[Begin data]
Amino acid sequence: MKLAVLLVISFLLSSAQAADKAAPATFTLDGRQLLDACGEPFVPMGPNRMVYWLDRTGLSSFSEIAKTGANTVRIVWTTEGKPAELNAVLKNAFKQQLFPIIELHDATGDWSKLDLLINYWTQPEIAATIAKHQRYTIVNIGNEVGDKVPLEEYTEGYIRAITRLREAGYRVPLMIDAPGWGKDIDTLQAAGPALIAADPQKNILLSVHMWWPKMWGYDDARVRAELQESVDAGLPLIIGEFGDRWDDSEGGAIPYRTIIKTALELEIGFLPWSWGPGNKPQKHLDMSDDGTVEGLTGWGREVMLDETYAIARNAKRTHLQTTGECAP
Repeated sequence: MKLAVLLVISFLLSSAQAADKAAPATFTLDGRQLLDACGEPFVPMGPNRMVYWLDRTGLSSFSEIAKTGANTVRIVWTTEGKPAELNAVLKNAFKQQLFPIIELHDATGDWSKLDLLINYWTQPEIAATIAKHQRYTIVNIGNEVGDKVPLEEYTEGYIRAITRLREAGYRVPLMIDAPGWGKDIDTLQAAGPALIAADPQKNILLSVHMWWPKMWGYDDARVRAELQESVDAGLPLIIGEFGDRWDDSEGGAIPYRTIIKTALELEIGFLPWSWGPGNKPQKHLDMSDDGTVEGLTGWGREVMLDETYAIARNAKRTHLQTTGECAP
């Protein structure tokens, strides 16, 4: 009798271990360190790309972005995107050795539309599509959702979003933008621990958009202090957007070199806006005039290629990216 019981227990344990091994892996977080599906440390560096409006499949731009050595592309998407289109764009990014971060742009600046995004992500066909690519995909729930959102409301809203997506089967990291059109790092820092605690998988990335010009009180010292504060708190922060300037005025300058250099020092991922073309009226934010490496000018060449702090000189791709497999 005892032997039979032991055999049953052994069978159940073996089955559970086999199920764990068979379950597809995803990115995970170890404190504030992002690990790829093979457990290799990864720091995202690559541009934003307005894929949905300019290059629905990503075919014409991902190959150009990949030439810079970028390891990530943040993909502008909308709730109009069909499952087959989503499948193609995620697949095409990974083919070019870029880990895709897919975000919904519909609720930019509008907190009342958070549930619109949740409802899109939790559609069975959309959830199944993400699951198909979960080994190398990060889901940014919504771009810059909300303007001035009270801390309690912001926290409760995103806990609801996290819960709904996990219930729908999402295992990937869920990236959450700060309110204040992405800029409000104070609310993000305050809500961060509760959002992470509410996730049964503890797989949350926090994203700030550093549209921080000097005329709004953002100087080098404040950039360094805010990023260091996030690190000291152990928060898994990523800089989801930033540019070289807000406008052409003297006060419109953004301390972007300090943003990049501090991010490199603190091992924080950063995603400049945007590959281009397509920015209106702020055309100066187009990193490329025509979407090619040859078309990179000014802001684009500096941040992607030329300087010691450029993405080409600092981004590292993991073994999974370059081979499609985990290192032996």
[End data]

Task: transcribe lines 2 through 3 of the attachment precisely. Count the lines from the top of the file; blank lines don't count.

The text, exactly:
Repeated sequence: MKLAVLLVISFLLSSAQAADKAAPATFTLDGRQLLDACGEPFVPMGPNRMVYWLDRTGLSSFSEIAKTGANTVRIVWTTEGKPAELNAVLKNAFKQQLFPIIELHDATGDWSKLDLLINYWTQPEIAATIAKHQRYTIVNIGNEVGDKVPLEEYTEGYIRAITRLREAGYRVPLMIDAPGWGKDIDTLQAAGPALIAADPQKNILLSVHMWWPKMWGYDDARVRAELQESVDAGLPLIIGEFGDRWDDSEGGAIPYRTIIKTALELEIGFLPWSWGPGNKPQKHLDMSDDGTVEGLTGWGREVMLDETYAIARNAKRTHLQTTGECAP
């Protein structure tokens, strides 16, 4: 009798271990360190790309972005995107050795539309599509959702979003933008621990958009202090957007070199806006005039290629990216 019981227990344990091994892996977080599906440390560096409006499949731009050595592309998407289109764009990014971060742009600046995004992500066909690519995909729930959102409301809203997506089967990291059109790092820092605690998988990335010009009180010292504060708190922060300037005025300058250099020092991922073309009226934010490496000018060449702090000189791709497999 005892032997039979032991055999049953052994069978159940073996089955559970086999199920764990068979379950597809995803990115995970170890404190504030992002690990790829093979457990290799990864720091995202690559541009934003307005894929949905300019290059629905990503075919014409991902190959150009990949030439810079970028390891990530943040993909502008909308709730109009069909499952087959989503499948193609995620697949095409990974083919070019870029880990895709897919975000919904519909609720930019509008907190009342958070549930619109949740409802899109939790559609069975959309959830199944993400699951198909979960080994190398990060889901940014919504771009810059909300303007001035009270801390309690912001926290409760995103806990609801996290819960709904996990219930729908999402295992990937869920990236959450700060309110204040992405800029409000104070609310993000305050809500961060509760959002992470509410996730049964503890797989949350926090994203700030550093549209921080000097005329709004953002100087080098404040950039360094805010990023260091996030690190000291152990928060898994990523800089989801930033540019070289807000406008052409003297006060419109953004301390972007300090943003990049501090991010490199603190091992924080950063995603400049945007590959281009397509920015209106702020055309100066187009990193490329025509979407090619040859078309990179000014802001684009500096941040992607030329300087010691450029993405080409600092981004590292993991073994999974370059081979499609985990290192032996």